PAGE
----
For the first time in years, the conversation about Port Authority's future is no longer about service reductions or fare hikes — it's about what kind of public-transportation system the region should have and how to get there in the next few decades.
And this week, the authority is tapping experts from around the country — as well as members of the general public — to begin formulating that vision.
"We've had so much service to communities reduced over the years due to the funding issue we've experienced," says Port Authority spokesman Jim Ritchie. "This is the moment to decide, ‘Where do we want to go as a region?'"
Port Authority kicked off two different efforts at answering that question this week. One involves inviting nine experts from around the country, with backgrounds ranging from transit to architecture, to tour the system and meet with dozens of community groups to formulate a set of recommendations, which will be publicly released May 16. The other involves launching a web platform to ask the public what kind of transit system it wants.
The advisory panel of experts is expected to look at transit-oriented development potential in the region, the possibility of public-private partnerships, and more specific projects like Bus Rapid Transit and light rail. That process is organized through the Urban Land Institute, a Washington, D.C.-based nonprofit, which is charging $125,000 for the process (funded partially by the Heinz Endowments, Allegheny Conference and Pittsburgh Downtown Partnership).
During the week, though, the ULI advisory panel will not meet with members of the general public, which has raised some eyebrows among rider advocates. They will address rider concerns only by meeting with organizations like Pittsburghers for Public Transit and the Allegheny Transit Council.
For David Leininger, chair of the ULI advisory panel as well as vice president and chief financial officer for Dallas Area Rapid Transit, public input "really deserves its own process that I would expect once the [ULI] report is provided. What's being provided is a set of views from people who don't have a bias."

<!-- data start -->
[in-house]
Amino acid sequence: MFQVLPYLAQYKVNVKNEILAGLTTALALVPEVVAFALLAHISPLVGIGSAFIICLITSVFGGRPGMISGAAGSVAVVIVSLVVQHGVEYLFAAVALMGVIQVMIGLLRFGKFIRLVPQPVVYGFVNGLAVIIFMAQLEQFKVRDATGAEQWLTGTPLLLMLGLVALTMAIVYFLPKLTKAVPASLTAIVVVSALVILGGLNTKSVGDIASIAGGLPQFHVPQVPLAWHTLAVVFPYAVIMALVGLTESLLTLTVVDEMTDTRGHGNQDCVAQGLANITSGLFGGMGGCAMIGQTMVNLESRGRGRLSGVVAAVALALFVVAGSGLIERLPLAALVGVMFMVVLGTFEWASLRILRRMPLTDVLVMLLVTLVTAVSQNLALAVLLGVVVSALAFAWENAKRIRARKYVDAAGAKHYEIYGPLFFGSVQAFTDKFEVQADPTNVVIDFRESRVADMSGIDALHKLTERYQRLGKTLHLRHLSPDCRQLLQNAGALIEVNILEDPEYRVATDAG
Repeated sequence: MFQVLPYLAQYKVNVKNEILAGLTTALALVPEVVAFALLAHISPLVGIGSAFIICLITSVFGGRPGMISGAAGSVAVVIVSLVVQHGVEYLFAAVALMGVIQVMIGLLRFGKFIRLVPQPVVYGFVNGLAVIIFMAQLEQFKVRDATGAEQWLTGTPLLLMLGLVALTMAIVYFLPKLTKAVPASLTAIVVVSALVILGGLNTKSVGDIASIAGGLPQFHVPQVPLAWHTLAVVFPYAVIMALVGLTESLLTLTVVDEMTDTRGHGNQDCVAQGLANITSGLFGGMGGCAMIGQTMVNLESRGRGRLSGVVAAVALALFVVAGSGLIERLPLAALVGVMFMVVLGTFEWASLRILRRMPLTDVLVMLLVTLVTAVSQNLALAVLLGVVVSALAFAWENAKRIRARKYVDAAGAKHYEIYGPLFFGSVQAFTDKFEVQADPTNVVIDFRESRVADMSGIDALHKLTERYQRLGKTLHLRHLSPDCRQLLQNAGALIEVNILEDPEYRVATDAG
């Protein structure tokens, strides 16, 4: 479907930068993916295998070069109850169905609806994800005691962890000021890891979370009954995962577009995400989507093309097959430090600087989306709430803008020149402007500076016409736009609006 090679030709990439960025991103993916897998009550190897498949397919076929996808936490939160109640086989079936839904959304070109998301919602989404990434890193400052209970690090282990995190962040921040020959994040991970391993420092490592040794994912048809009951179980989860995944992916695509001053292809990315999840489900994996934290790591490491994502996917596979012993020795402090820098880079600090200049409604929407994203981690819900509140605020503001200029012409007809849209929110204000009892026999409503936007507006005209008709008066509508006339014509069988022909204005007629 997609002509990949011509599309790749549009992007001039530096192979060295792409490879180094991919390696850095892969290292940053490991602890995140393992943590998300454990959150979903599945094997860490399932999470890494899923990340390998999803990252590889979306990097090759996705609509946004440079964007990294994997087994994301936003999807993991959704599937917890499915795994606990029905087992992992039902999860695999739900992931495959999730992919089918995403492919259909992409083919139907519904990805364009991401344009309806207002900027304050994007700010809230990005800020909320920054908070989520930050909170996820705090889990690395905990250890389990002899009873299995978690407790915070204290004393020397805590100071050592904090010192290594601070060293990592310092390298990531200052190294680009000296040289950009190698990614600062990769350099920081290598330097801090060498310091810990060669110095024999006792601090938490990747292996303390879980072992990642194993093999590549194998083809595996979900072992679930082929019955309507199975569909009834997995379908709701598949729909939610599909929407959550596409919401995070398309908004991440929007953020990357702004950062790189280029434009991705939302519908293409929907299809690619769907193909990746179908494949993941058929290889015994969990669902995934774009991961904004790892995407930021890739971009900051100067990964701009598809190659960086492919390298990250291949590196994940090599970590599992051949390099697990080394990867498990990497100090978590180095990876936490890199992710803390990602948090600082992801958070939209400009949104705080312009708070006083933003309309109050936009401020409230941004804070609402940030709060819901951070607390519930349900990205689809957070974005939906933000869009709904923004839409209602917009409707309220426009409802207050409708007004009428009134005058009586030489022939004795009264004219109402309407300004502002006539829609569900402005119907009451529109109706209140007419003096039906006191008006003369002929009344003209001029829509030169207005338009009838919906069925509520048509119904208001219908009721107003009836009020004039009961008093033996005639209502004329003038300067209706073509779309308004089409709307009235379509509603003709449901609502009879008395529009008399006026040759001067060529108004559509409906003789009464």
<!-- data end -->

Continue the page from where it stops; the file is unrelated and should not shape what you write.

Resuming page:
Separate from the ULI advisory panel and its recommendations, the Port Authority launched a "MindMixer" website to explicitly solicit input from the general public. It will be monitored by Port Authority senior management (including CEO Ellen McLean) as well as some Port Authority board members and politicians, according to Ritchie.
"I really am looking to see if there are any good suggestions there that people have," Port Authority board member John Tague says of the website. He adds that he is planning to check the site regularly and chime in to ask questions or offer responses.
The site, which cost the authority $10,000 for a year-long subscription, essentially works like a discussion board, where anyone can answer questions posed by Port Authority or anyone else on the site. The first batch of questions range from "What is your vision of a modern public transit system for Allegheny County?" to "What discourages people from riding the Port Authority system?"
For transit advocates like Breen Masciotra, ULI and MindMixer are positive signs the Port Authority is being proactive in setting a long-term agenda. What remains to be seen is how effectively that feedback will be incorporated.
"A lot of the projects [like the North Shore Connector] have been one-off ... and the project isn't generated with a lot of community input," says Masciotra, regional outreach manager for the Pittsburgh Community Reinvestment Group. "And that hasn't always worked out in the court of public opinion."
Molly Nichols chalks up Port Authority's historic lack of collective decision-making to its funding situation. Before the legislature passed Act 89 late last year, providing more state funding for transit by upping fees and a wholesale gasoline tax, "the money just wasn't there," says Nichols. "It didn't matter how many people came in and said, ‘You can't cut my bus.'"
Nichols, community organizer for Pittsburghers for Public Transit, is generally supportive of Port Authority's approach to ULI and MindMixer, but stresses that even if the current conversation revolves around long-term planning, there are still short-term issues — the result of cutting service to the bone — that need to be addressed.
"People in Penn Hills can't take the bus to get food from the food pantry," she says. "These are immediate needs."